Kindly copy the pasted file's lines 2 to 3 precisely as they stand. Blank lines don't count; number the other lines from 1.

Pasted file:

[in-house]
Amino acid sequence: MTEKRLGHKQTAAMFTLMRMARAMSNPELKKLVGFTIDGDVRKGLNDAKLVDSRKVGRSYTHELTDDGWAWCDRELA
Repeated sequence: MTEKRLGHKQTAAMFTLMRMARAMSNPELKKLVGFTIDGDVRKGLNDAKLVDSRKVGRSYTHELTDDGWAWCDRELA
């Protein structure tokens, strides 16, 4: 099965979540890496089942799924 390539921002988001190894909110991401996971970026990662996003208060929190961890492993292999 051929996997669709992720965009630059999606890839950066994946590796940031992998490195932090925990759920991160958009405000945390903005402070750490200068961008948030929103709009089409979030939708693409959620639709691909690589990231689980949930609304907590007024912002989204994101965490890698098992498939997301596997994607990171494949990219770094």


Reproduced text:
Amino acid sequence: MTEKRLGHKQTAAMFTLMRMARAMSNPELKKLVGFTIDGDVRKGLNDAKLVDSRKVGRSYTHELTDDGWAWCDRELA
Repeated sequence: MTEKRLGHKQTAAMFTLMRMARAMSNPELKKLVGFTIDGDVRKGLNDAKLVDSRKVGRSYTHELTDDGWAWCDRELA